With no control the US is headed for a nation of overweight, obese, diabetic, and unhealthy people. Before the early 1990’s, diabetes found in children were usually because of genetic disorders and around five percent of the children were obsess or had Type Two diabetes. According to the National Institute of Health, about thirty percent of the children population has Type Two diabetes. Because of the increase in the amount of people who are being diagnosed with diabetes, the amount of money spent on health care costs is a surprising one hundred billion a year.
Since 1969 that has been a dramatic increase of about ninety-seven billion. (Zinczenko) Zinczenko argues that many fast food restaurants don’t give information on the calorie count their food contains. Unlike grocery items, there aren’t many fast food companies that provide their clients with the calorie information on their food labels. By not giving out this important information, consumers aren’t aware of the unhealthy consumptions.
Although this is a good point, we as humans are smart enough to know that if we walk into a fast food restaurant, the food we buy isn’t going to be the healthiest and that if we eat this type of food twice a day every day or even every other day, we will eventually put on a great amount of weight and make our body vulnerable to health risks such as diabetes. The government should make it a law for restaurants such a McDonald’s, Burger King, and Wendy’s put exactly how many calories each thing on their menu has.
The fast food industry doesn’t only target adult but also children by selling kids meals that come with a toy from that popular movie every child wants or has watched or that popular toy company. This is how they attract kids but in return for the money, they give kids that delicious but unhealthy burger with a toy that usually ends up lost or in the garbage after a few days or even hours. Instead of giving a side of fries and soda, what they should do is give kids a daily fruit serving with he choice of either orange or apple juice. There should be a regulation on the amount of calories children can consume at these restaurants. These children are the future of the country and if they grow up having horrible eating habits, how this country going to get anywhere with people who aren’t able to do a certain job because of their health problems? The government should put very tight restrictions on how the fast food industry carries itself when it comes to selling food that isn’t healthy.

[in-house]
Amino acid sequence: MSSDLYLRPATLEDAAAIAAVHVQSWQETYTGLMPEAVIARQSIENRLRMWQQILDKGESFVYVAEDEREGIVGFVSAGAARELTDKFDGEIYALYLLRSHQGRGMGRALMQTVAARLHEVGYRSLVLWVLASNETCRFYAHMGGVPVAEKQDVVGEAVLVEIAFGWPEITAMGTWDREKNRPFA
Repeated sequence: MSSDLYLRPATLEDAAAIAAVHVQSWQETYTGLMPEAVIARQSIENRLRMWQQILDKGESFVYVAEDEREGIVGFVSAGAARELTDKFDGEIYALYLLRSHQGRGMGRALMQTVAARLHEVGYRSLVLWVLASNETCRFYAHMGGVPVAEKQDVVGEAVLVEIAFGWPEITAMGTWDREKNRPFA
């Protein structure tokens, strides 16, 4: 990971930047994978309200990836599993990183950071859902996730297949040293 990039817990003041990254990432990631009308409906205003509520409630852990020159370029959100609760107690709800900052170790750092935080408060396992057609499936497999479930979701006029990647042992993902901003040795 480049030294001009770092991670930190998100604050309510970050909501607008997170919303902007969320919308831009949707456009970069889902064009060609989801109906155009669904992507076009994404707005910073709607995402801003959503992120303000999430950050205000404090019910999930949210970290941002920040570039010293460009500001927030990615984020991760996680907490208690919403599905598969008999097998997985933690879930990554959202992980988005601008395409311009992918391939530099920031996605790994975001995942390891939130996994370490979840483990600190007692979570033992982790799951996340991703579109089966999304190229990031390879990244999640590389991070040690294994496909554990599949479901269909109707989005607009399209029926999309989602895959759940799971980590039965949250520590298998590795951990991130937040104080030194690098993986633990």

According to Zinczenko, “prepared foods aren’t covered under Food and Drug Administration labeling laws. ” (Zinczenko 393) This is one very important thing that the government should definitely change. People need to be informed with the amount of calorie intake that delicious Whopper has. If the person sees how many calories they are eating they may second guess about eating fast food four times a week. Changing this regulation can make a difference on someone’s life.
Balko states that, “state legislatures and school boards across the country have begun banning snacks and soda from school campuses and vending machines,” (Balko 396) and that this is not the way to combat obesity. By the government banning the unhealthy foods we eat, they are taking responsibility on our health care and wellness, instead of us worrying and taking care of ourselves. Although Balko makes a good point, right now the government had no control on our food consumption choices and we are still making horrible health choices.
If the government takes control on the food we can and can’t eat, we soon will accustom ourselves to pick a fresh apple over some deep fried onion rings. Pretty soon the US will find itself in a society where the amount of people who are diabetic and obese isn’t sky rocketing. Like everything, there is always going to be those people who don’t agree with the government telling us what to eat and what not to eat. The way I see it right now, in this specific time in life, I would agree with the government helping us out.
A little push won’t hurt and in the long run it can make a huge difference on our own health and for the health of those we care most, them being our children, parents, family, and friends. Works Cited Graff, Gerald, and Cathy Birkenstein. "Don't Blame the Eater. " They Say / I Say: The Moves That Matter in Academic Writing. New York: W. W. Norton &, 2010. 391-94. Print. Graff, Gerald, and Cathy Birkenstein. "What You Eat Is Your Business. " They Say / I Say: The Moves That Matter in Academic Writing. New York: W. W. Norton &, 2010. 395-99. Print